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Captain Marvel review

With Avengers: Endgame out imminently, Marvel turn to one of their most powerful heroes for the latest MCU blockbuster. The end of credits scene in Avengers: Infinity War featured Nick Fury calling someone for help using a pager. Captain Marvel is who he was calling. She will play a pivotal role in the events to come, and her introduction to fans in this movie gives us a good insight into who she is and the incredible capabilities that she possesses (and that she’ll no doubt bring to the fight).

Whilst on a mission, a warrior from another world (Brie Larson) is separated from her battalion and crash lands on Earth in the year 1995. Young S.H.I.E.L.D agent Nick Fury (Samuel L. Jackson) reluctantly teams up with her to help pursue a powerful enemy before Earth gets caught up in a full-on war between two alien races.

There are a lot of reveals and spoilers (some that are quite easy to predict, and others that deliver genuine layers and foundations to the story at large). I won’t disclose any of these in this review, but it’s worth noting that Captain Marvel does tie-together quite a few Marvel movies into the grander scheme of things and it’s done remarkably well.

The biggest and best aspect of Captain Marvel is the fact that we finally have a female superhero fronting a Marvel movie. It’s a milestone moment (in a similar vein to the significance of Black Panther last year) and one that will hopefully pave the way for more progression in the future. Marvel’s ability to make their more unfamiliar properties into bona-fide blockbusters is commendable, and it’s great to see a whole new legion of young fans wanting to be Carol Danvers. It’s a powerful moment. I just hope this means we’ll see a Black Widow or Scarlet Witch movie soon too.

Captain Marvel
Credit: Marvel Studios/Disney

Brie Larson is fantastic in the role. She has to piece fragments of her past life together as the film goes on and she is given a lot to deal with. Larson brings a relatable charm to the role and her fight sequences are excellent. A pursuit sequence in which she fights a shape-shifter gets the balance of edge-of-your-seat thrills and genuine comedy spot on, and her sparring sessions with Jude Law feature some amazing fight choreography.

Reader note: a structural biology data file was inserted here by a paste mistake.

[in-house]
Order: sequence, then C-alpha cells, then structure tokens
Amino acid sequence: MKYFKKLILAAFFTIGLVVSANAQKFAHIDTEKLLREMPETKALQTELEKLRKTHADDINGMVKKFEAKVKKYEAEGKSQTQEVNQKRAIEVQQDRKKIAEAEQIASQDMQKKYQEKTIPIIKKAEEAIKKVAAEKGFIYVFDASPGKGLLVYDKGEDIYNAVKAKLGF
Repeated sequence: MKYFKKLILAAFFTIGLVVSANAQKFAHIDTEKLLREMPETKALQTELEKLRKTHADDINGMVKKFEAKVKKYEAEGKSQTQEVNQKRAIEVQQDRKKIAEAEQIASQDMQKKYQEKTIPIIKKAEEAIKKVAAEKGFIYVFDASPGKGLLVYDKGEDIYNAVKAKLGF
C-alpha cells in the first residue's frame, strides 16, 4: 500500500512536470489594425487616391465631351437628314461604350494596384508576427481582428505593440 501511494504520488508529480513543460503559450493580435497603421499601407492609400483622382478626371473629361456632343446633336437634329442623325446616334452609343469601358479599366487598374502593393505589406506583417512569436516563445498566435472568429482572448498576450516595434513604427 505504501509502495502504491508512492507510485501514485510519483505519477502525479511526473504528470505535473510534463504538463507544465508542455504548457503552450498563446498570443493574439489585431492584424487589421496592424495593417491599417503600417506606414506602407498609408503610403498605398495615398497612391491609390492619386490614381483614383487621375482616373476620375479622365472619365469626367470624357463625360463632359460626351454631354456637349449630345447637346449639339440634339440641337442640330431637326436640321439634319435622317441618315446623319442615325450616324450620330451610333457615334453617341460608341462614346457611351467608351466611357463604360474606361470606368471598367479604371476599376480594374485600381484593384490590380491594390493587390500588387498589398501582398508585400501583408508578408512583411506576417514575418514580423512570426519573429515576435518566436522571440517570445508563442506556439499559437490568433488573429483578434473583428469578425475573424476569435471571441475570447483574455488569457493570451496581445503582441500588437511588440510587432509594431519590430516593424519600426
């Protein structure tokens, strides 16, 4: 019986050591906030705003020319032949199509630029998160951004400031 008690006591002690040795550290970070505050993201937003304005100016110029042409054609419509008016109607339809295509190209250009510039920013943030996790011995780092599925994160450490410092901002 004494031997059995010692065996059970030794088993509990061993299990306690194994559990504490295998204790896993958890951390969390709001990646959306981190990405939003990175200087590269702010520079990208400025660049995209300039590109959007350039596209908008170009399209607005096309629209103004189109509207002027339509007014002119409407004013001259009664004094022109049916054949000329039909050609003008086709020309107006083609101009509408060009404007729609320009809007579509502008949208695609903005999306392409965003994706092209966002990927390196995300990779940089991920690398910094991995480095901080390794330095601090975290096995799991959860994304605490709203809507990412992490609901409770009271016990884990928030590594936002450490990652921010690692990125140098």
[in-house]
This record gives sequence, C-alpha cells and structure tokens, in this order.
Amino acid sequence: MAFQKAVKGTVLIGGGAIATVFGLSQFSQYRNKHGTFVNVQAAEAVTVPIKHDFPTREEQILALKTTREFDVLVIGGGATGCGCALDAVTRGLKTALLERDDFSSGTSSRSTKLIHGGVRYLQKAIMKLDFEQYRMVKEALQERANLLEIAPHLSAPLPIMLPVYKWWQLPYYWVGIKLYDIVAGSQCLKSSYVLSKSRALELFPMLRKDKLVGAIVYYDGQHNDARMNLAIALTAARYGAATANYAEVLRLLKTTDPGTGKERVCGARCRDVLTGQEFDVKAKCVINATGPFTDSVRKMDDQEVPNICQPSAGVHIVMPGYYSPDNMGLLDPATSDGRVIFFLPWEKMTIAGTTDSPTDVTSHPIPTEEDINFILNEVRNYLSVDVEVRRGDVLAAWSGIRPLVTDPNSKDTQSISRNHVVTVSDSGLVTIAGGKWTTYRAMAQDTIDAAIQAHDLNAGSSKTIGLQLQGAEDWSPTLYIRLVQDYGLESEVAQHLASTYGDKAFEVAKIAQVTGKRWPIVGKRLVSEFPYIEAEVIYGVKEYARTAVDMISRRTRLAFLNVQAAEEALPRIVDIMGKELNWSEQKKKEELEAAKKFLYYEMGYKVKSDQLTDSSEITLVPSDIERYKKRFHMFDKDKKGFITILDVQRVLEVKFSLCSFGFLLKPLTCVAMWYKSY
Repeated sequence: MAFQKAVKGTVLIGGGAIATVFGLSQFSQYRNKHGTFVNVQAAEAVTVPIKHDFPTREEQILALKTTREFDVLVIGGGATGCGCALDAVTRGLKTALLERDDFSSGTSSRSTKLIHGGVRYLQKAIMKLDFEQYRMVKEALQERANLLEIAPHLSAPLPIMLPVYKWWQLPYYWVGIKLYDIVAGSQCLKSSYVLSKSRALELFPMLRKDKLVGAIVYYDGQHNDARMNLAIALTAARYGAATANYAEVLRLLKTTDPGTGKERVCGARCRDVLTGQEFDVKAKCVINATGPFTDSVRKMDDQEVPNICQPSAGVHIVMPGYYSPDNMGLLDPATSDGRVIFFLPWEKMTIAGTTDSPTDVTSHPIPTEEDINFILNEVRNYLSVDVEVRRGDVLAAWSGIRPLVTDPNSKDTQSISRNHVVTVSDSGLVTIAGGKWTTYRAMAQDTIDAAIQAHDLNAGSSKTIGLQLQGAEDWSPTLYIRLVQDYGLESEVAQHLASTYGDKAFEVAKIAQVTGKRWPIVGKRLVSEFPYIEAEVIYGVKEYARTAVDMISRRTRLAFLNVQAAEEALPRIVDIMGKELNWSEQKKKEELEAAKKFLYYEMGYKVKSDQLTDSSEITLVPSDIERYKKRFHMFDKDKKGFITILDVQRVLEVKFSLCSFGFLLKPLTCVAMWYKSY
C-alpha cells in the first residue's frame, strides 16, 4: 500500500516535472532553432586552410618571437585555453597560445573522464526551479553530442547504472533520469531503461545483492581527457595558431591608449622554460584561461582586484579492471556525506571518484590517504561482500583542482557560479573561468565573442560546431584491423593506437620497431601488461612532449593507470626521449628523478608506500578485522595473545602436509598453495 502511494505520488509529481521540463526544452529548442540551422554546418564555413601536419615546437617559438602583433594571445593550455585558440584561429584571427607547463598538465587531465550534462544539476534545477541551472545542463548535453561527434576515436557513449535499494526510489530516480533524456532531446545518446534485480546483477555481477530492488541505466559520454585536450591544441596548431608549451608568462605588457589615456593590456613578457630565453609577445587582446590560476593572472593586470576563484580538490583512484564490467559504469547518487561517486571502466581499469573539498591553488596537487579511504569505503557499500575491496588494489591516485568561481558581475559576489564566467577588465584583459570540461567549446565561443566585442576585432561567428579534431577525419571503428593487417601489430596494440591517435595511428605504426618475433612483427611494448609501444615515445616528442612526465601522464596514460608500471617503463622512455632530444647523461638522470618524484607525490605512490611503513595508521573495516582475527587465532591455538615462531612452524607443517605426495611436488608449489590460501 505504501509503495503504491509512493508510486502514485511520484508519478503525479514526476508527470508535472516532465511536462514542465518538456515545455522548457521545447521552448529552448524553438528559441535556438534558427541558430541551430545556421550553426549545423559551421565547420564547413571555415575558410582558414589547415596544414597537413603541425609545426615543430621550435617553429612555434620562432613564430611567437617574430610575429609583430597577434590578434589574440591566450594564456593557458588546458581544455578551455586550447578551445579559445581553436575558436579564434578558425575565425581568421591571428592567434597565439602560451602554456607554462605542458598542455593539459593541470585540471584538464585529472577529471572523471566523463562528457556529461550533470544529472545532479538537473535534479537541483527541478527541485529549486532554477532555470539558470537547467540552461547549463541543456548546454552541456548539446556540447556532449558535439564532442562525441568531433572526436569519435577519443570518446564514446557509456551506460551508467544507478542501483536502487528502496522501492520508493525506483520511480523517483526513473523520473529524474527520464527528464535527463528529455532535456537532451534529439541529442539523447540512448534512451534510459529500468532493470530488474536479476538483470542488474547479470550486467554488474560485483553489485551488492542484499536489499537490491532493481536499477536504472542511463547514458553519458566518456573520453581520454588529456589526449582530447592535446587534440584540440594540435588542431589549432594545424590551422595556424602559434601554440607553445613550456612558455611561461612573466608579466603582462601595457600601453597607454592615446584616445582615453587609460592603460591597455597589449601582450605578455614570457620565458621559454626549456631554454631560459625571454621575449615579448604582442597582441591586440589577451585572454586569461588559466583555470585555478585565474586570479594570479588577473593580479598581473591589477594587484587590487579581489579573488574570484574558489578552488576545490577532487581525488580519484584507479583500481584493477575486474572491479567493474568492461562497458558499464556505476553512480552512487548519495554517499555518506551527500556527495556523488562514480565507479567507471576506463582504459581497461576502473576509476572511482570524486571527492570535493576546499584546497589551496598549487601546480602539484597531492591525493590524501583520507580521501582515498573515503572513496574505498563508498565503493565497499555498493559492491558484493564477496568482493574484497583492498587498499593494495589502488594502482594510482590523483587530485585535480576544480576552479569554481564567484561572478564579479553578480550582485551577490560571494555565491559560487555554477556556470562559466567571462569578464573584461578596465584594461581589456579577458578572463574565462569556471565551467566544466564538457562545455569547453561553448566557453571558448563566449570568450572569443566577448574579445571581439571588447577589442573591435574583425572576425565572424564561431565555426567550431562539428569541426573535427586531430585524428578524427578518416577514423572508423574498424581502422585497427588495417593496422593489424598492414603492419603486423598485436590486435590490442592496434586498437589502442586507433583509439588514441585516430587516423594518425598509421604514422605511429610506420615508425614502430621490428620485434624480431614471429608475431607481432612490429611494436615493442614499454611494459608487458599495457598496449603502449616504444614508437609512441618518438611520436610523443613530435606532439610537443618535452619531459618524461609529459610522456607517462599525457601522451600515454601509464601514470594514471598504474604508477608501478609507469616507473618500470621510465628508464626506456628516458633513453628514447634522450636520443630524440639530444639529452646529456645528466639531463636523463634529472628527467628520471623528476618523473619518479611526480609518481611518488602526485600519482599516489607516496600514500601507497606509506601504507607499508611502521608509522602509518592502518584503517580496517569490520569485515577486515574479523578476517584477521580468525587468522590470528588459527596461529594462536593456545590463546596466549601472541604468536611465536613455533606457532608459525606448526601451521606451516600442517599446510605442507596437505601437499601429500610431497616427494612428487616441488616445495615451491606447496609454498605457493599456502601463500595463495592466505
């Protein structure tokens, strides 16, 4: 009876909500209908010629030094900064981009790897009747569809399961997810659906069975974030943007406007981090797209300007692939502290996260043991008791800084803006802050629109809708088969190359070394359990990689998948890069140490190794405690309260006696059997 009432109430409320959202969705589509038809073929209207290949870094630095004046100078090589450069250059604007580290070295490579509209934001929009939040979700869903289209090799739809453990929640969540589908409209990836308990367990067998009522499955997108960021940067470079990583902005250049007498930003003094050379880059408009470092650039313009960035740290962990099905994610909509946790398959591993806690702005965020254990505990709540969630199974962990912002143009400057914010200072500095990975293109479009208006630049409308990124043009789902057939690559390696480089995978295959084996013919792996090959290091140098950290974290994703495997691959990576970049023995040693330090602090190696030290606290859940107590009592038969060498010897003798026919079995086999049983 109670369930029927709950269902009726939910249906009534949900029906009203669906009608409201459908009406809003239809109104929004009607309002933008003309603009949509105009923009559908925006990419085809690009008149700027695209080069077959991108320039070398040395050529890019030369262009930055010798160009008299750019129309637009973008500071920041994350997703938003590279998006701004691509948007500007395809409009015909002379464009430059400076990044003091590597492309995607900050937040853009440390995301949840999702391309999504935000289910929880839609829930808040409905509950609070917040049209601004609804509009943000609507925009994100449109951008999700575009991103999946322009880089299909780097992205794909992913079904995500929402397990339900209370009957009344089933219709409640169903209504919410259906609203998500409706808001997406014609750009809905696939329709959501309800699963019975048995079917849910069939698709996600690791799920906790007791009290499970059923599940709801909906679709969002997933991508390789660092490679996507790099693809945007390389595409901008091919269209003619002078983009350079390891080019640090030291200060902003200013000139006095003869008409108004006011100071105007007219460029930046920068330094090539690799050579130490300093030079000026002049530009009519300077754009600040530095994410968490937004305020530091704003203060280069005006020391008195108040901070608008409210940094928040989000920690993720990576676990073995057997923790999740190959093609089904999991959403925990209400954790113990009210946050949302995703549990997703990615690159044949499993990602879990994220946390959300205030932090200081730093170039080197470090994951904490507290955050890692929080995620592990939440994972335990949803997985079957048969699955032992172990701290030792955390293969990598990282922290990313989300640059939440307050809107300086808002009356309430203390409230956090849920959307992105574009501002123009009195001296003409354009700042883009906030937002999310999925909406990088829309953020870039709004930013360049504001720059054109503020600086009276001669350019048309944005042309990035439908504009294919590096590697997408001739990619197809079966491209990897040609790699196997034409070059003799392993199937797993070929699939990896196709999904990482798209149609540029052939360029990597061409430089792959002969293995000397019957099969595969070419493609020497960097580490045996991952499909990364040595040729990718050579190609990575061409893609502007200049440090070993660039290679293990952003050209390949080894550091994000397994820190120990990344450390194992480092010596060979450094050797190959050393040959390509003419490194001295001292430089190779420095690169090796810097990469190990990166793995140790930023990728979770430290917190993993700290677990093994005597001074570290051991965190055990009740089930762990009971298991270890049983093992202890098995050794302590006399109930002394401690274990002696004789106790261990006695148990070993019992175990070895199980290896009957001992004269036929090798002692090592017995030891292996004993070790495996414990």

Larson and Samuel L. Jackson make a fantastic onscreen duo and their banter and back-and-forth is a big element to why the film succeeds. Jude Law is always watchable and knocks heads with Brie Larson in a good way. Agent Coulson (Clark Gregg) makes a welcome return to the MCU and Ben Mendelsohn effortlessly steals his scenes as Talos. There’s a cat that surprisingly has a much bigger role than I anticipated, and I’m sure audiences the world over will fall in love with it as much as Nick Fury does in the movie! It was a shame that Lashana Lynch (as Carol’s friend Maria Rambeau), Annette Bening, Gemma Chan and Mckenna Grace didn’t have more to do in the film – a wasted opportunity I felt.

Captain Marvel
Credit: Marvel Studios/Disney

There are a few problems overall, but nothing that disrupts your overall enjoyment too much. Some of the CGI isn’t as crisp as I wanted to see, especially in the final fight. There are plot elements that, to me at least, felt very predictable and I didn’t get any real surprises from the script which was a shame. The film sometimes relies a little too heavily on the comedy element too.

Essentially, Captain Marvel is a buddy cop movie with a bit of Ant-Man & Guardians of the Galaxy thrown in for good measure. It fully embraces the comedy which will work for a lot of viewers, and is lighter in tone to say, a Captain America standalone film. It starts off a little too hectic but once the story arrives on Earth, the film is allowed to breathe and ends far stronger, with a finale that completely grips you. Again Brie Larson does a lot of the heavy lifting in this regard, and she makes sure you’re always invested in Carol Danvers plight.

Captain Marvel
Credit: Marvel Studios/Disney

IMAX plays a big role in immersing the viewer into a film, and Captain Marvel uses the full screen experience really well. A large portion of the film takes place in space and those sequences really benefit from the IMAX ratio, delivering an expansive and beautifully rendered world that’s eye-catching in every frame. The action sequences also look wonderful, so as with most IMAX versions, if you can afford the price uplift then you really won’t be disappointed. The experience certainly adds a clarity and depth that makes the movie’s bigger sequences feel more impressive and involving.

Captain Marvel is a worthy addition to the Marvel Cinematic Universe, and an important one for many different reasons. The throwback to the 1990s was nice to see and it gives us a welcome look at how Carol Danvers can completely shake up the MCU in the future. And make sure you stay for the now-obligatory post credit and mid-credit stings. The post scene is funny, but the mid-credits scene is right up there with Ant-Man and the Wasp as one of the best teases Marvel have ever delivered. Avengers: Endgame can’t come soon enough!

Cast: Brie Larson, Samuel L. Jackson, Ben Mendelsohn, Jude Law, Annette Bening, Clark Gregg, Lashana Lynch, Lee Pace, Gemma Chan, Mckenna Grace, Djimon Hounsou, Rune Temte, Chuku Modu Director: Anna Boden, Ryan Fleck Writer: Anna Boden, Ryan Fleck, Geneva Robertson-Dworet, Nicole Perlman, Meg LeFauve Certificate: 12A Duration: 124mins Released by: Disney/Marvel Release date: 8th March 2019

Jason Palmer
Jason Palmerhttp://www.entertainment-focus.com
Jason is a film contributor for Entertainment Focus (EF) bringing you the latest news and reviews from the movie world.

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